When I first saw this video, I assumed it was a trailer for a new movie Olivia Wilde was starring in about a girl with Down Syndrome. If that had been the case my eye rolling would have been entirely justified–using an attractive Hollywood A-lister to make millions of dollars by using down syndrome. But when I got to the end of the [very] short film, I realized that’s not what it was and I found the message to be rather touching. I probably should have read the caption before watching it!
Actress Olivia Wilde appears in the latest moving film by Saatchi & Saatchi for CoorDown, Italy’s national organization for people with Down Syndrome.
In this film, Wilde plays AnnaRose as she sees herself — an ordinary girl, out with her family, laughing, crying, running and dancing. It’s only at the end we see the real Anna Rose, and she asks “How do you see me?”
The spot, directed by Reed Morano at Pulse Films, highlights World Down Syndrome Day on March 21. It aims to start a conversation around how those living with Down Syndrome see themselves and how they can be disadvantaged when people pre-judge them based on their condition.
The message is important, especially for the ‘tolerant’ pro-aborts who see those with Down Syndrome as people who can be discarded as babies. Global groups such as CoorsDown have been unleashing a lot of good videos lately in attempt to get the ‘compassionate’ left (even if they don’t admit that that’s their target) to take a different look at this group of people, even though they might be different from themselves…to coexist with them, if you will.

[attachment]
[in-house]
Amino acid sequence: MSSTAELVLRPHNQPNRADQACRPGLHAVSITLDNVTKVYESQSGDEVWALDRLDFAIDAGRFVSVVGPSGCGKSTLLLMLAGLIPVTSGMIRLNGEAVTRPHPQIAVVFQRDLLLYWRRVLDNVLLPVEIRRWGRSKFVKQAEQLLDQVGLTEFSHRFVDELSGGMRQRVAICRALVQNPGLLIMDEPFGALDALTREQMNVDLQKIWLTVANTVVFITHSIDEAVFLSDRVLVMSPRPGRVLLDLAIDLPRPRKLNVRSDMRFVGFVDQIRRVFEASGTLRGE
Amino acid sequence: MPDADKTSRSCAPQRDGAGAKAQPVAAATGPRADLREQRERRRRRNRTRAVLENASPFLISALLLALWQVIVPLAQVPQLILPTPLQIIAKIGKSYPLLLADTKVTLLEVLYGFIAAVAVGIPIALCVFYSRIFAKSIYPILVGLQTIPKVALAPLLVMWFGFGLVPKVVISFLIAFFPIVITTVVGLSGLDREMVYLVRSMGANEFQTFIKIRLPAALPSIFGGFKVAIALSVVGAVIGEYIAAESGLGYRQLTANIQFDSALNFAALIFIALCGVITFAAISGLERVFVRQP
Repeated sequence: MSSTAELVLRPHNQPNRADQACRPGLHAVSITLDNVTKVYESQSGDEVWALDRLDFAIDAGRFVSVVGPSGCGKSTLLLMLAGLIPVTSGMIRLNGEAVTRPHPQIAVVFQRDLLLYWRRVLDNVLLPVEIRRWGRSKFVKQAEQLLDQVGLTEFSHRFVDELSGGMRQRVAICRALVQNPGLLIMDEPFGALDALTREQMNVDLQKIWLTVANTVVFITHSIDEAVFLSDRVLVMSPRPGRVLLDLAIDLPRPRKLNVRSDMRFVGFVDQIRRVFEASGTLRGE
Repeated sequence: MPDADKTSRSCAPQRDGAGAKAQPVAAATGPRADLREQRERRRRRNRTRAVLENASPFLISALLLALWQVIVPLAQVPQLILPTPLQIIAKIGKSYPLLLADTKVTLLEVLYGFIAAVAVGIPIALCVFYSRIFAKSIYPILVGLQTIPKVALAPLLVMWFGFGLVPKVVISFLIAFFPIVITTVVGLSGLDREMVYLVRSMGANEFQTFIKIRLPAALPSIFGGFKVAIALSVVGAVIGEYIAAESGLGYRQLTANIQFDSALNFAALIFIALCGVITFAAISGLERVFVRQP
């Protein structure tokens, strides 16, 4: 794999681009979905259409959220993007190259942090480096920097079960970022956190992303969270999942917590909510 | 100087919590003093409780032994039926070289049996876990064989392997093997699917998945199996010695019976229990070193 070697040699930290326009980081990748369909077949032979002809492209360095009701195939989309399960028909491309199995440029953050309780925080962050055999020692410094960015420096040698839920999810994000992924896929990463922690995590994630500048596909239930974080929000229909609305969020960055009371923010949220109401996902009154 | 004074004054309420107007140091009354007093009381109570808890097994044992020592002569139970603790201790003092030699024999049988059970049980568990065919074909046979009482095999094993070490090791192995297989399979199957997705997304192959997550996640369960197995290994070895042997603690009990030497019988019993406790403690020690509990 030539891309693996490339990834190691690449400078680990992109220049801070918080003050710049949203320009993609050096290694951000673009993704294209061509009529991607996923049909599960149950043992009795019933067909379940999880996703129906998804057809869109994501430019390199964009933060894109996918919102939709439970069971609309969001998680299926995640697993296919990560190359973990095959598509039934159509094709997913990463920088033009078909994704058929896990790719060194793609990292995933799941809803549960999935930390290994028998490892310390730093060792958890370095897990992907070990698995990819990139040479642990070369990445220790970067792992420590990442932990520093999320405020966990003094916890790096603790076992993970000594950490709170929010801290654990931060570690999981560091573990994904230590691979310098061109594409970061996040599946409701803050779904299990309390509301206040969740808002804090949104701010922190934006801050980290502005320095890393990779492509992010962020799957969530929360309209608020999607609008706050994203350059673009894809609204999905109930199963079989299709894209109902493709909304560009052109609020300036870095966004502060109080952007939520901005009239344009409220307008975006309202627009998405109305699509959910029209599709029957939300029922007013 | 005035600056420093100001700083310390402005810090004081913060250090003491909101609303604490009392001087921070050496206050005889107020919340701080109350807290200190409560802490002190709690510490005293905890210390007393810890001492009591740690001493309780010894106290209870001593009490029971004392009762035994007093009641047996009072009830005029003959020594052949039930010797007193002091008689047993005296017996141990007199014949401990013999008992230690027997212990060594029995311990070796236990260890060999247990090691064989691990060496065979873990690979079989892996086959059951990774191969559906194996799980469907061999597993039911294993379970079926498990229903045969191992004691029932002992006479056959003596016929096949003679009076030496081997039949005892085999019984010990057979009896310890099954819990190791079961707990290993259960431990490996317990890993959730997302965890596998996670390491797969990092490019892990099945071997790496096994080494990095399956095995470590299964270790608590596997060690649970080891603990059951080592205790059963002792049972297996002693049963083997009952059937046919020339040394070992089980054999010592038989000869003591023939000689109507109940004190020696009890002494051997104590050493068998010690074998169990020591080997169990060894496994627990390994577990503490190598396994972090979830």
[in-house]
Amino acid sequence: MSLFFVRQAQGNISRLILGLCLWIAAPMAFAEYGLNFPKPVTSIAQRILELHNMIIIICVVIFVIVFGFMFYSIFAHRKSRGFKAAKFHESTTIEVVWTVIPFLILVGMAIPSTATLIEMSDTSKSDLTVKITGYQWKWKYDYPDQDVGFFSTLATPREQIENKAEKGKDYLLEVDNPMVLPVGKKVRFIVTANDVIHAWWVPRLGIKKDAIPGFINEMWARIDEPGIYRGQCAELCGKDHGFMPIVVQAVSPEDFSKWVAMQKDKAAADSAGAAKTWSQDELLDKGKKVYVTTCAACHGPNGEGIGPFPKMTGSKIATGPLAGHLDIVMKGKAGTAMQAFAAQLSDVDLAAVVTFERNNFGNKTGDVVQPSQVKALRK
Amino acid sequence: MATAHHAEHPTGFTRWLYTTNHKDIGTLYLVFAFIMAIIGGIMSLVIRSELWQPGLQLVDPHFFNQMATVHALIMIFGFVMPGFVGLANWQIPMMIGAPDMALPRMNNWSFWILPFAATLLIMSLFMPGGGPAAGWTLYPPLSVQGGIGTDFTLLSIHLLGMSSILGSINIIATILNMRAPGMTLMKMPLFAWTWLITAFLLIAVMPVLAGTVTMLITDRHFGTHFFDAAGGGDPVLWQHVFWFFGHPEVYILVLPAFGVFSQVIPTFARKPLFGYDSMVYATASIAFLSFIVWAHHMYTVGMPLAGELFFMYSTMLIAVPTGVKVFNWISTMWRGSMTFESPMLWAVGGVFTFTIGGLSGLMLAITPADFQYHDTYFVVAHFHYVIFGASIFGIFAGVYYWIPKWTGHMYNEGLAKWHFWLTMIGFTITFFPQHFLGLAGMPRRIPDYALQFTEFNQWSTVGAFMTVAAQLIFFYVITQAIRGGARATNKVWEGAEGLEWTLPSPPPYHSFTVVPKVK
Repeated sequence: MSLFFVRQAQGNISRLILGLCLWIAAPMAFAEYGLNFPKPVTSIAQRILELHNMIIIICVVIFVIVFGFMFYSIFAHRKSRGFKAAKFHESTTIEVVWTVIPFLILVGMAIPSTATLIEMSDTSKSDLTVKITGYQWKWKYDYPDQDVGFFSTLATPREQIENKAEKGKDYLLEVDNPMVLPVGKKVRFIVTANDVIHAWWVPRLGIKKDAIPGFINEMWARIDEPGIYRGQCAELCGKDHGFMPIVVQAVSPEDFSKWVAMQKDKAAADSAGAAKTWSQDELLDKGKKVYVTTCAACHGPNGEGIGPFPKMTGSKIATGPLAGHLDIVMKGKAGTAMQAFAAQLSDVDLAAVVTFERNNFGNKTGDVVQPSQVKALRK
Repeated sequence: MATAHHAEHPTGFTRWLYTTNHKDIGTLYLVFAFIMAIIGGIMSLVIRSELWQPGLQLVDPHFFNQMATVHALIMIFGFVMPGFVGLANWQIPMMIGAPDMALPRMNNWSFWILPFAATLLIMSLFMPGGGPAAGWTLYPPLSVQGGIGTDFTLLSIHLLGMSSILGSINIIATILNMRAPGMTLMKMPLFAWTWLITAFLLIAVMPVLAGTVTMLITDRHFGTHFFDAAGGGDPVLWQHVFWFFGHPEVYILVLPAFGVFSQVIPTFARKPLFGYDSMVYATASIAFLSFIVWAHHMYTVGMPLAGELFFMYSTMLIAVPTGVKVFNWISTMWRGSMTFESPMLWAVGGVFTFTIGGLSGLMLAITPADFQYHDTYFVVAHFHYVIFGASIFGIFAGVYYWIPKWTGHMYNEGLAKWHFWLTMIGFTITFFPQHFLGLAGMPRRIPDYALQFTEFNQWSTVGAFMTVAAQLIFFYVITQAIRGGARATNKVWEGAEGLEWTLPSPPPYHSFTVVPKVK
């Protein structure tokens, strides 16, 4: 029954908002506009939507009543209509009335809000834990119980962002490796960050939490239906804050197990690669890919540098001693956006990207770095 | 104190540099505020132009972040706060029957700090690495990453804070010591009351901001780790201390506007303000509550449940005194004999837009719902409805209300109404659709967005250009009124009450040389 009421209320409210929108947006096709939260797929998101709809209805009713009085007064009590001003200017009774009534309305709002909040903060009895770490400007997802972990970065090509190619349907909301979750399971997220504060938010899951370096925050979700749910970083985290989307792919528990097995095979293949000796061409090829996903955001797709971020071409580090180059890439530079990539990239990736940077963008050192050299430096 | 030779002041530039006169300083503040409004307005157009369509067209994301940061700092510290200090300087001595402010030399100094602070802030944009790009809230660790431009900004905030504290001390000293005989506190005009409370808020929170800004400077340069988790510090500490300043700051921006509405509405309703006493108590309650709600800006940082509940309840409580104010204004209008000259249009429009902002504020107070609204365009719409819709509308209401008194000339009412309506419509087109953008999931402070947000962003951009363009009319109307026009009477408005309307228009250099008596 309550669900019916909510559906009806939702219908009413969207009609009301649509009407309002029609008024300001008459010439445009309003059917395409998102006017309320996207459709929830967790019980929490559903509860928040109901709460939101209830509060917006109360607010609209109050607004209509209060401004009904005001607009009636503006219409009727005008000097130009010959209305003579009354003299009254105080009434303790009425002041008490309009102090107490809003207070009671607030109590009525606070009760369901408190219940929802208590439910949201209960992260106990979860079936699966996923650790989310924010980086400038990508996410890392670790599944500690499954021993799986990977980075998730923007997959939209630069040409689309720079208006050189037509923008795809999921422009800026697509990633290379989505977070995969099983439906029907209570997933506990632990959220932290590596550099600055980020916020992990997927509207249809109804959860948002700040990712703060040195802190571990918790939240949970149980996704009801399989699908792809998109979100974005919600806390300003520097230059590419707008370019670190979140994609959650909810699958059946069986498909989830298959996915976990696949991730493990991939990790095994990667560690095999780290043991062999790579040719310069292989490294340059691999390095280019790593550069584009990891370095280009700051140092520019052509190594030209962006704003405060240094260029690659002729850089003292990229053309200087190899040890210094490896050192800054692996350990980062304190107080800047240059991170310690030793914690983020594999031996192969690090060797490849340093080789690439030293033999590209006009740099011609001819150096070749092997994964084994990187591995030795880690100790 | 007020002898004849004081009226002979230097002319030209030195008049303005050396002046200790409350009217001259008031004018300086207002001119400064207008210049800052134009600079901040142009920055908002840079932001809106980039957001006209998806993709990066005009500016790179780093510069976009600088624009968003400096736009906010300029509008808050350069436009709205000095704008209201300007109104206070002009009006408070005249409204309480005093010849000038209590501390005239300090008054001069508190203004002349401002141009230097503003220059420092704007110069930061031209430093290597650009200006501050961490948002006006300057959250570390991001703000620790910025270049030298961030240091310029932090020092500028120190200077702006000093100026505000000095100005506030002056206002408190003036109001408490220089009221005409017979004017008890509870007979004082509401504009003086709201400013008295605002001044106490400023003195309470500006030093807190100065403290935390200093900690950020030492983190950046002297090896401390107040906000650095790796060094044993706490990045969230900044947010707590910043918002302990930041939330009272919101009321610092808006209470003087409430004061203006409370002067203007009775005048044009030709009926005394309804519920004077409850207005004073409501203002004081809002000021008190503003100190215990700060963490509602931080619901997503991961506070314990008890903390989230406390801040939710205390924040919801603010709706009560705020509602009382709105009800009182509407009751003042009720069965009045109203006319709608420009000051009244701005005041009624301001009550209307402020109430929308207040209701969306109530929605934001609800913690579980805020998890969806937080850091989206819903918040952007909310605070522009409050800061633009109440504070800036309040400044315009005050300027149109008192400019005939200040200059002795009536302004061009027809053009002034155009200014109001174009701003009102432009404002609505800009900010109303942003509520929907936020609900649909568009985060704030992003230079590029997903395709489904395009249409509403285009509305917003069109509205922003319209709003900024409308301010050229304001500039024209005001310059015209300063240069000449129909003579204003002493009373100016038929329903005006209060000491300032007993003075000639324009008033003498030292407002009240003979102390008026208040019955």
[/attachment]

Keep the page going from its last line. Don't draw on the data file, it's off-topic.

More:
CoorsDown also is thegroup who made the PSA that was subsequently banned from being broadcast in France because it stigmatized the choice of abortion and might have hurt the feelings of some women. How dare they humanize…humans. That video below:
St. Teresa of Calcutta, St. JPII, St. John Bosco, and St. Michael the Archangel, protect and defend the most vulnerable among us. ☩
“A judge who likes every outcome he reaches is very likely a bad judge.”
During the presidential election, many conservatives who were unsettled by the prospect of Donald Trump becoming president felt the only way they could justify voting for the brash billionaire was to “save the court” by filling the empty Supreme Court seat left open by the passing of Antonin Scalia. Mr. Trump promised to nominate a justice that would be “in the mold” of the late intelligent and Catholic constitutionalist–someone who would interpret the constitution as it was originally intended without the filter of recent events or modernism.